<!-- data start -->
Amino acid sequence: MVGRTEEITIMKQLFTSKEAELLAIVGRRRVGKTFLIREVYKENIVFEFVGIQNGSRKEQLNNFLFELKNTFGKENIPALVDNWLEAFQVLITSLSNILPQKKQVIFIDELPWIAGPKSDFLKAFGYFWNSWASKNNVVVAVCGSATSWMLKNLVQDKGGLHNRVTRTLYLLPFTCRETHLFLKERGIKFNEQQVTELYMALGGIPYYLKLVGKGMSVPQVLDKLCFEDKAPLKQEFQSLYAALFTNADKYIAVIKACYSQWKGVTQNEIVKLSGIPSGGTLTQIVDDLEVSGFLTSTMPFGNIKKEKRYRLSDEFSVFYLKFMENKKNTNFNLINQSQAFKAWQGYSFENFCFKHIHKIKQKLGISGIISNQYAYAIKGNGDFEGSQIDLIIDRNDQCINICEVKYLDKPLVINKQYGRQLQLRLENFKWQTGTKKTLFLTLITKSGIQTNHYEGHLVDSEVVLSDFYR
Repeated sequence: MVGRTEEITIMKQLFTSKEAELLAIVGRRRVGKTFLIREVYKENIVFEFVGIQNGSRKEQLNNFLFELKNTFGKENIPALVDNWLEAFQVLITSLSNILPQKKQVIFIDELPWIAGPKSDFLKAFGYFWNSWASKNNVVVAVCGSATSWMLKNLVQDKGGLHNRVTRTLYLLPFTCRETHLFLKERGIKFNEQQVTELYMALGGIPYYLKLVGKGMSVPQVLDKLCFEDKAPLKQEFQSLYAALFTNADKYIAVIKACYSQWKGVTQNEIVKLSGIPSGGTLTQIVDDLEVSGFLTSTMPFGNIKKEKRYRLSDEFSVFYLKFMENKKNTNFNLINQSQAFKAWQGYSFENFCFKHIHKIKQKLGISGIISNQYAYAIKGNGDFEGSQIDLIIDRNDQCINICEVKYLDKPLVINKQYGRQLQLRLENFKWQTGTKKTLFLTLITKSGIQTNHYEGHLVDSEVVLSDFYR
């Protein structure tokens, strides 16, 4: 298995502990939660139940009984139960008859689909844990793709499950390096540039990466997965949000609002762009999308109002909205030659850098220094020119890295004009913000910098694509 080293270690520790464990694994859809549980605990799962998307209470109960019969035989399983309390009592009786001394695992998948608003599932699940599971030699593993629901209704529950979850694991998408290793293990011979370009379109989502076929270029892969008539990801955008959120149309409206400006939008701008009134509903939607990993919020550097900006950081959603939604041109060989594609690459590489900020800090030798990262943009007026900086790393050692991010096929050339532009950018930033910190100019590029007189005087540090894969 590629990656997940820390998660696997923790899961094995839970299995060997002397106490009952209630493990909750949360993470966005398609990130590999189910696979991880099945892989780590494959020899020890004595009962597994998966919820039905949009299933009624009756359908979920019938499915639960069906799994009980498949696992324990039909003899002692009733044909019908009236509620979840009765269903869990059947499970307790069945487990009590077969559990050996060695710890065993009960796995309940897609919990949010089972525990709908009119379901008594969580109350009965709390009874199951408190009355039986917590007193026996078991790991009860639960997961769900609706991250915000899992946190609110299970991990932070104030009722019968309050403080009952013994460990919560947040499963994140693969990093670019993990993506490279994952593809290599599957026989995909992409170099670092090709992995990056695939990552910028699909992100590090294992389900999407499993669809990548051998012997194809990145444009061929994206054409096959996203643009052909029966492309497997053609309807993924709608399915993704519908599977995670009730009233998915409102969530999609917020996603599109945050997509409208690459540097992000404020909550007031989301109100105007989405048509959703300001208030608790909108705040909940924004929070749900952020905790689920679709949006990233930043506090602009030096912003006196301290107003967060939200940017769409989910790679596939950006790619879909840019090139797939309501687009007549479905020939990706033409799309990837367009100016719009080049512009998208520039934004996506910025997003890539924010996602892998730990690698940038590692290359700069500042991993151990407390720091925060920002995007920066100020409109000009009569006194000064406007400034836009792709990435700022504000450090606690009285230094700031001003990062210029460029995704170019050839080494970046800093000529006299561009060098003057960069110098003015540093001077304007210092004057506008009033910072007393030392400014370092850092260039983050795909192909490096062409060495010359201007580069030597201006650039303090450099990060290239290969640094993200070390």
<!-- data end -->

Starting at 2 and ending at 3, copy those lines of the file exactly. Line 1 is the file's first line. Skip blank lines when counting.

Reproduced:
Repeated sequence: MVGRTEEITIMKQLFTSKEAELLAIVGRRRVGKTFLIREVYKENIVFEFVGIQNGSRKEQLNNFLFELKNTFGKENIPALVDNWLEAFQVLITSLSNILPQKKQVIFIDELPWIAGPKSDFLKAFGYFWNSWASKNNVVVAVCGSATSWMLKNLVQDKGGLHNRVTRTLYLLPFTCRETHLFLKERGIKFNEQQVTELYMALGGIPYYLKLVGKGMSVPQVLDKLCFEDKAPLKQEFQSLYAALFTNADKYIAVIKACYSQWKGVTQNEIVKLSGIPSGGTLTQIVDDLEVSGFLTSTMPFGNIKKEKRYRLSDEFSVFYLKFMENKKNTNFNLINQSQAFKAWQGYSFENFCFKHIHKIKQKLGISGIISNQYAYAIKGNGDFEGSQIDLIIDRNDQCINICEVKYLDKPLVINKQYGRQLQLRLENFKWQTGTKKTLFLTLITKSGIQTNHYEGHLVDSEVVLSDFYR
């Protein structure tokens, strides 16, 4: 298995502990939660139940009984139960008859689909844990793709499950390096540039990466997965949000609002762009999308109002909205030659850098220094020119890295004009913000910098694509 080293270690520790464990694994859809549980605990799962998307209470109960019969035989399983309390009592009786001394695992998948608003599932699940599971030699593993629901209704529950979850694991998408290793293990011979370009379109989502076929270029892969008539990801955008959120149309409206400006939008701008009134509903939607990993919020550097900006950081959603939604041109060989594609690459590489900020800090030798990262943009007026900086790393050692991010096929050339532009950018930033910190100019590029007189005087540090894969 590629990656997940820390998660696997923790899961094995839970299995060997002397106490009952209630493990909750949360993470966005398609990130590999189910696979991880099945892989780590494959020899020890004595009962597994998966919820039905949009299933009624009756359908979920019938499915639960069906799994009980498949696992324990039909003899002692009733044909019908009236509620979840009765269903869990059947499970307790069945487990009590077969559990050996060695710890065993009960796995309940897609919990949010089972525990709908009119379901008594969580109350009965709390009874199951408190009355039986917590007193026996078991790991009860639960997961769900609706991250915000899992946190609110299970991990932070104030009722019968309050403080009952013994460990919560947040499963994140693969990093670019993990993506490279994952593809290599599957026989995909992409170099670092090709992995990056695939990552910028699909992100590090294992389900999407499993669809990548051998012997194809990145444009061929994206054409096959996203643009052909029966492309497997053609309807993924709608399915993704519908599977995670009730009233998915409102969530999609917020996603599109945050997509409208690459540097992000404020909550007031989301109100105007989405048509959703300001208030608790909108705040909940924004929070749900952020905790689920679709949006990233930043506090602009030096912003006196301290107003967060939200940017769409989910790679596939950006790619879909840019090139797939309501687009007549479905020939990706033409799309990837367009100016719009080049512009998208520039934004996506910025997003890539924010996602892998730990690698940038590692290359700069500042991993151990407390720091925060920002995007920066100020409109000009009569006194000064406007400034836009792709990435700022504000450090606690009285230094700031001003990062210029460029995704170019050839080494970046800093000529006299561009060098003057960069110098003015540093001077304007210092004057506008009033910072007393030392400014370092850092260039983050795909192909490096062409060495010359201007580069030597201006650039303090450099990060290239290969640094993200070390």